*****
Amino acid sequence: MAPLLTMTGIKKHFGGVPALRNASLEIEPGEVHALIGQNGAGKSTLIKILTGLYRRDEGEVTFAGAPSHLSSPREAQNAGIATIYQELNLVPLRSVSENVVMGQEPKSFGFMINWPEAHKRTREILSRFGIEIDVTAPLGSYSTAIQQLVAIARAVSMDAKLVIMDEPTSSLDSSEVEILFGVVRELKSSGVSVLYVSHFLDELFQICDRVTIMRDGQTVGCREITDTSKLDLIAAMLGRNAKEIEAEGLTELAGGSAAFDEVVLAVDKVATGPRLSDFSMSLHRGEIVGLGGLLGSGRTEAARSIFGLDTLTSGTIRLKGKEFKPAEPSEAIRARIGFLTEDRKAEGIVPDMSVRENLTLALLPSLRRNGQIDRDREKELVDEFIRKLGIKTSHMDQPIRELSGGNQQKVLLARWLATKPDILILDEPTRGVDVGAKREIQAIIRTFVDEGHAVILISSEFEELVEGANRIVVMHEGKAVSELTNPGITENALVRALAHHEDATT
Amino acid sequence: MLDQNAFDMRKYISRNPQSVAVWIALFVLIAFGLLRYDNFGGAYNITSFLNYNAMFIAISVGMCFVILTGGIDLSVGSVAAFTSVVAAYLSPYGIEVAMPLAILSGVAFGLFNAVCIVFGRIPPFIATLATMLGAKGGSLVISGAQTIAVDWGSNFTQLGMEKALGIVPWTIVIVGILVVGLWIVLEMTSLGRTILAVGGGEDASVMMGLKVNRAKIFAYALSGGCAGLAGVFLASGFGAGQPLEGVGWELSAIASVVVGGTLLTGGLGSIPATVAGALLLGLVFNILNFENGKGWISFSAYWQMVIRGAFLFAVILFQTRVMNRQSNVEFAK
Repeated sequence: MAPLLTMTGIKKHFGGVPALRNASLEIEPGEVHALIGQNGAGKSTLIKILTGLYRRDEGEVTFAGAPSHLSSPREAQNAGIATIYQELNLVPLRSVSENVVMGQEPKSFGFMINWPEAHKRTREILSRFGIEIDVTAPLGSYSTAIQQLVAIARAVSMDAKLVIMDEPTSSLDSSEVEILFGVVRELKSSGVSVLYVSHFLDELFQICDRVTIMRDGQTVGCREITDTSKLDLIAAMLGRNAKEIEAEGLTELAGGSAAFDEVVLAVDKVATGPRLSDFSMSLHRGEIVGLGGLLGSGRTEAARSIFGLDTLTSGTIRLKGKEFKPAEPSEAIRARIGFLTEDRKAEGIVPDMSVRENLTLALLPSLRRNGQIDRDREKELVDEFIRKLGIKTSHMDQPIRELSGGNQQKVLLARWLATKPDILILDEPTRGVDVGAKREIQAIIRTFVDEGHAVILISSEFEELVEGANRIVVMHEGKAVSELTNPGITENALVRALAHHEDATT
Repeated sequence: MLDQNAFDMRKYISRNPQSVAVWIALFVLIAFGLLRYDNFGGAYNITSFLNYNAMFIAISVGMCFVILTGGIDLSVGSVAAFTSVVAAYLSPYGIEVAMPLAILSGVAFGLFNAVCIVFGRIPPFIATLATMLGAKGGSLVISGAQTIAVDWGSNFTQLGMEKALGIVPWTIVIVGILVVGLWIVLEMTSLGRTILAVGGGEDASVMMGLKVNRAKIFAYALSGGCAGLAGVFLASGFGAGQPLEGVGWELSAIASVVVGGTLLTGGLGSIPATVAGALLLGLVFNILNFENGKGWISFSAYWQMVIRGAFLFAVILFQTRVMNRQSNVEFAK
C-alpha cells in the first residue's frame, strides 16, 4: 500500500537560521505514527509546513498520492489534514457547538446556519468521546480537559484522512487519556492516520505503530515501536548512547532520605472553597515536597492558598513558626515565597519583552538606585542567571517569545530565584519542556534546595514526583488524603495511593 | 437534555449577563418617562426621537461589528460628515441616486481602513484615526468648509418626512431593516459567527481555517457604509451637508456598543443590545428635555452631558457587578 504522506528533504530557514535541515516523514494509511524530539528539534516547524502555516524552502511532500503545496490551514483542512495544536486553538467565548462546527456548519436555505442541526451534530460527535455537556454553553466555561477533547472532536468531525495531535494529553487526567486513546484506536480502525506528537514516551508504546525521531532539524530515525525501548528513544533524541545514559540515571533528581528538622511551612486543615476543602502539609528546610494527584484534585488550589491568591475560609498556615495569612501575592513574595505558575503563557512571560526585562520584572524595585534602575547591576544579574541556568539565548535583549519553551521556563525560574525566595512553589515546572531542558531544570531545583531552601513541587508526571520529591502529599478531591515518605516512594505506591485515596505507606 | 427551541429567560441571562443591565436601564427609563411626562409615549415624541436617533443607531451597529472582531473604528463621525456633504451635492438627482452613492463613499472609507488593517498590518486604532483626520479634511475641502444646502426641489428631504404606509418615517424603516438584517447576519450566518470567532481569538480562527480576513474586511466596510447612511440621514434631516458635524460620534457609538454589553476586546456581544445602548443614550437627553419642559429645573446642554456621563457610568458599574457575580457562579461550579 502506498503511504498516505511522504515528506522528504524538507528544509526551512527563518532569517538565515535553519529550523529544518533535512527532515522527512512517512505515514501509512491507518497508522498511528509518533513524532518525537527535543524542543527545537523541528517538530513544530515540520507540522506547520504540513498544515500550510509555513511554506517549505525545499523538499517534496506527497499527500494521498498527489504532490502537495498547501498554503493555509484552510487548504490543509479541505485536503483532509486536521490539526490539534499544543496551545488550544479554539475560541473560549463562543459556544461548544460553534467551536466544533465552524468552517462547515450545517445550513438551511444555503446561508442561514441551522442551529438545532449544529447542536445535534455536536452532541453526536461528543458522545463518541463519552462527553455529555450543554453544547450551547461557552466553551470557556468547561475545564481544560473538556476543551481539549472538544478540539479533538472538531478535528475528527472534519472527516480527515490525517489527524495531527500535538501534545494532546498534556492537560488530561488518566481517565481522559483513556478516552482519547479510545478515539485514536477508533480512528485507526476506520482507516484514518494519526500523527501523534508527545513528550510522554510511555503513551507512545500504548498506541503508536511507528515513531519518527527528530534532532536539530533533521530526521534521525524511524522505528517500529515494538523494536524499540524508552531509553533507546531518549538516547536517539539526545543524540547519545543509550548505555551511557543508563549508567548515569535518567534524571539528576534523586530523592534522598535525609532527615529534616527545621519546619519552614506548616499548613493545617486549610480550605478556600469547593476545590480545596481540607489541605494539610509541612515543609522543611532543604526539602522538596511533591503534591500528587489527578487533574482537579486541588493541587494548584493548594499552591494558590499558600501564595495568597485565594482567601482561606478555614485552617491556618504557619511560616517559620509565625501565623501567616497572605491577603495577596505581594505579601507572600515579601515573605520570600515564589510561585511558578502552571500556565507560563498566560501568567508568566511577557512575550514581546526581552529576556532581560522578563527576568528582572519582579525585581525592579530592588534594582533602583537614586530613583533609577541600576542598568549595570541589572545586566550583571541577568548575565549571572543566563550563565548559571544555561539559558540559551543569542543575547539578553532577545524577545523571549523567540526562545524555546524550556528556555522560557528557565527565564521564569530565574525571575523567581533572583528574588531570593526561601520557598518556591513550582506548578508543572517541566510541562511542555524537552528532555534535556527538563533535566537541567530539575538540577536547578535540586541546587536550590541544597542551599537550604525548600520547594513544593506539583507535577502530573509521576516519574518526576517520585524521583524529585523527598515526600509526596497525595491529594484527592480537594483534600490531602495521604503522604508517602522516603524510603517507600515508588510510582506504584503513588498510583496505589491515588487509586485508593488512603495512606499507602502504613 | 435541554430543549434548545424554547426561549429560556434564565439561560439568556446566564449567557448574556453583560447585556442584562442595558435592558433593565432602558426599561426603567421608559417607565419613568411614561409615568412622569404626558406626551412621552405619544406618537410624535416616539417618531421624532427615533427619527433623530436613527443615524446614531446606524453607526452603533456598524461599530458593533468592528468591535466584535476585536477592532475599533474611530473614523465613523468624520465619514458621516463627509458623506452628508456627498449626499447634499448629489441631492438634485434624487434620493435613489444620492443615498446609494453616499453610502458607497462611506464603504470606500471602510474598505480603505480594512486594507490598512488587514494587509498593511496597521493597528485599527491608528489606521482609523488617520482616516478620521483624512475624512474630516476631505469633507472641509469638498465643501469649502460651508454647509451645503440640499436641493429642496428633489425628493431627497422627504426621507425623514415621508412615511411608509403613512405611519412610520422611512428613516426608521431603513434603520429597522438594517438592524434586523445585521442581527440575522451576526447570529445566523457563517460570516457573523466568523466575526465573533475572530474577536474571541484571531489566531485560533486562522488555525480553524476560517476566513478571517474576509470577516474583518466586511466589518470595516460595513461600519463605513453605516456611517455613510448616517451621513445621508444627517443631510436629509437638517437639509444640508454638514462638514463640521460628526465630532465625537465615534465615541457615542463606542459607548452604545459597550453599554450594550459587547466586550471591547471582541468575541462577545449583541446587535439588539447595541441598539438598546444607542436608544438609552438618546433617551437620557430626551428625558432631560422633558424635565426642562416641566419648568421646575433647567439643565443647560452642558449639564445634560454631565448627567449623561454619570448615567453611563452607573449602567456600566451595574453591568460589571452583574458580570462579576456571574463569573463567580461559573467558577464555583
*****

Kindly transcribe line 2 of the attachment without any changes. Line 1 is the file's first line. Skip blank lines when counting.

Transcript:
Amino acid sequence: MLDQNAFDMRKYISRNPQSVAVWIALFVLIAFGLLRYDNFGGAYNITSFLNYNAMFIAISVGMCFVILTGGIDLSVGSVAAFTSVVAAYLSPYGIEVAMPLAILSGVAFGLFNAVCIVFGRIPPFIATLATMLGAKGGSLVISGAQTIAVDWGSNFTQLGMEKALGIVPWTIVIVGILVVGLWIVLEMTSLGRTILAVGGGEDASVMMGLKVNRAKIFAYALSGGCAGLAGVFLASGFGAGQPLEGVGWELSAIASVVVGGTLLTGGLGSIPATVAGALLLGLVFNILNFENGKGWISFSAYWQMVIRGAFLFAVILFQTRVMNRQSNVEFAK